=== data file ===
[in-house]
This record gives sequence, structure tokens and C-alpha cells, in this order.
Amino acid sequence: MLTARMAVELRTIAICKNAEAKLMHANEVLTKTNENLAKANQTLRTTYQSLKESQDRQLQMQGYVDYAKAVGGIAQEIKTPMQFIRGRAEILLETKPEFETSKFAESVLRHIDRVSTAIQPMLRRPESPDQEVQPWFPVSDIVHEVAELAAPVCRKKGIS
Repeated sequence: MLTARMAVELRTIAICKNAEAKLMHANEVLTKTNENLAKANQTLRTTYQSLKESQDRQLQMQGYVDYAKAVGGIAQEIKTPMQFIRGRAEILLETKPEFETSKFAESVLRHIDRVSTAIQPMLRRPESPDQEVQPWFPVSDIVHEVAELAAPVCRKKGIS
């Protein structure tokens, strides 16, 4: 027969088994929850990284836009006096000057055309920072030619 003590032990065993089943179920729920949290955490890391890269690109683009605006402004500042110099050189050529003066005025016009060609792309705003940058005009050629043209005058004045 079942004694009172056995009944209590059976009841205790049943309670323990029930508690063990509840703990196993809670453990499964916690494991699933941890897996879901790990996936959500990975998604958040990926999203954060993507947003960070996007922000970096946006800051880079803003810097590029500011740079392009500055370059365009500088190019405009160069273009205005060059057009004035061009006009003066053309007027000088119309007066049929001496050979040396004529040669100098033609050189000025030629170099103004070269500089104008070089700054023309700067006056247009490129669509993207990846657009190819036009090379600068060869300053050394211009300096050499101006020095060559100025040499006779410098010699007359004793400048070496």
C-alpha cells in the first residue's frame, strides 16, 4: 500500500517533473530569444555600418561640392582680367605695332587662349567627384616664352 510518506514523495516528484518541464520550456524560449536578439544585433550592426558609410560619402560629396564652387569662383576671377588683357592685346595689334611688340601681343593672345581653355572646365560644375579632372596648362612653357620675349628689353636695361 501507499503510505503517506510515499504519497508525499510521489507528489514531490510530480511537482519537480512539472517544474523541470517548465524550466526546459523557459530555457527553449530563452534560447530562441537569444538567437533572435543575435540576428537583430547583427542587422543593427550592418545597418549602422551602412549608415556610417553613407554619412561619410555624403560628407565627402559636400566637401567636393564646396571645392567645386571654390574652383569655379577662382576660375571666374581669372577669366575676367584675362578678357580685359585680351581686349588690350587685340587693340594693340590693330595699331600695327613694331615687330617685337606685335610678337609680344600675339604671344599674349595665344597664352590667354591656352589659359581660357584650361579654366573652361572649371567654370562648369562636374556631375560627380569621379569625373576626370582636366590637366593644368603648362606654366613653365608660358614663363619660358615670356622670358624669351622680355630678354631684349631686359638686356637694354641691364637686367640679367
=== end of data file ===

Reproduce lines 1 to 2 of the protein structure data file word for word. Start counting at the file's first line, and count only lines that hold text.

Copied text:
[in-house]
This record gives sequence, structure tokens and C-alpha cells, in this order.